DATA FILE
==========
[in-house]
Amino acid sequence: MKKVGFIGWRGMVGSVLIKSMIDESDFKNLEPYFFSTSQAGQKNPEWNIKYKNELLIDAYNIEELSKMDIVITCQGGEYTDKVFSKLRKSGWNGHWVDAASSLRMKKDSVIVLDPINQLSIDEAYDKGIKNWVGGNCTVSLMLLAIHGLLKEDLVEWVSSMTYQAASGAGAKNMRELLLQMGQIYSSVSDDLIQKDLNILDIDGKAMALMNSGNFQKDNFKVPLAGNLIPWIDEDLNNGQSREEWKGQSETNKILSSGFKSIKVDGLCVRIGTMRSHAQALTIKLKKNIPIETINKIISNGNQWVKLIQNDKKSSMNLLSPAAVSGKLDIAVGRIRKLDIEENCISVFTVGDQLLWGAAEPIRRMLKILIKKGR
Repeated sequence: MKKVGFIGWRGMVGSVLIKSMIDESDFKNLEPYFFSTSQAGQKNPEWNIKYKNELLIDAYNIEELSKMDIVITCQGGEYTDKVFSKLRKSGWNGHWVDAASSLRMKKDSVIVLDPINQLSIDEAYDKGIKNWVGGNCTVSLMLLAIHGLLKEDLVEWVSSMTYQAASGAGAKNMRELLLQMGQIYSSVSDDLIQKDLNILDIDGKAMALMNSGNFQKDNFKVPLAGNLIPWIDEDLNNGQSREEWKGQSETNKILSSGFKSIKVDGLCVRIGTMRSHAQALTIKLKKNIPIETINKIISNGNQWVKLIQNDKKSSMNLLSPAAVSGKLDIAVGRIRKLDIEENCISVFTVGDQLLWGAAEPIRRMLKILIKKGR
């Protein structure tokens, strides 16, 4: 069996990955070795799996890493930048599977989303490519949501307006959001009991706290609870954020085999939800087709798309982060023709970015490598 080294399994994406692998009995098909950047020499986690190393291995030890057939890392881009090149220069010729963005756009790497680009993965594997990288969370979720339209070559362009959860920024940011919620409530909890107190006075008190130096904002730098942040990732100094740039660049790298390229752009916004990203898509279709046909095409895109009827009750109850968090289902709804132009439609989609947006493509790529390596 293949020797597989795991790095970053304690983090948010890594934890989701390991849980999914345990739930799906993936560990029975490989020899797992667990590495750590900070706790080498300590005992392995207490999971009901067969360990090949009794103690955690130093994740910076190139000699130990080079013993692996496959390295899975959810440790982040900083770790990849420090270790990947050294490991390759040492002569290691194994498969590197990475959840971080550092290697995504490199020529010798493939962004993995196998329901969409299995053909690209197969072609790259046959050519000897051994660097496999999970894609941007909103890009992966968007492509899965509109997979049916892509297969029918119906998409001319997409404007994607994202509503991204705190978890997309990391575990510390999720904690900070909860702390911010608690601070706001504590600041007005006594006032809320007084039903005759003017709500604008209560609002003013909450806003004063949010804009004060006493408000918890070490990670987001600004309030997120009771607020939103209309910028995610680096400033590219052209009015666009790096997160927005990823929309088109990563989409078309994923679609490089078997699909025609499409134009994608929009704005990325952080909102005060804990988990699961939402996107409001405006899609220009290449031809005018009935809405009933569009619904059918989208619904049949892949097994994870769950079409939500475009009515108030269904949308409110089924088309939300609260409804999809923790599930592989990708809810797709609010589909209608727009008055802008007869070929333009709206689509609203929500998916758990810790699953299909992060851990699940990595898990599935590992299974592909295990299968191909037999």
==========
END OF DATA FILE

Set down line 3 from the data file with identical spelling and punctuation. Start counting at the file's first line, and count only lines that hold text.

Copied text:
Repeated sequence: MKKVGFIGWRGMVGSVLIKSMIDESDFKNLEPYFFSTSQAGQKNPEWNIKYKNELLIDAYNIEELSKMDIVITCQGGEYTDKVFSKLRKSGWNGHWVDAASSLRMKKDSVIVLDPINQLSIDEAYDKGIKNWVGGNCTVSLMLLAIHGLLKEDLVEWVSSMTYQAASGAGAKNMRELLLQMGQIYSSVSDDLIQKDLNILDIDGKAMALMNSGNFQKDNFKVPLAGNLIPWIDEDLNNGQSREEWKGQSETNKILSSGFKSIKVDGLCVRIGTMRSHAQALTIKLKKNIPIETINKIISNGNQWVKLIQNDKKSSMNLLSPAAVSGKLDIAVGRIRKLDIEENCISVFTVGDQLLWGAAEPIRRMLKILIKKGR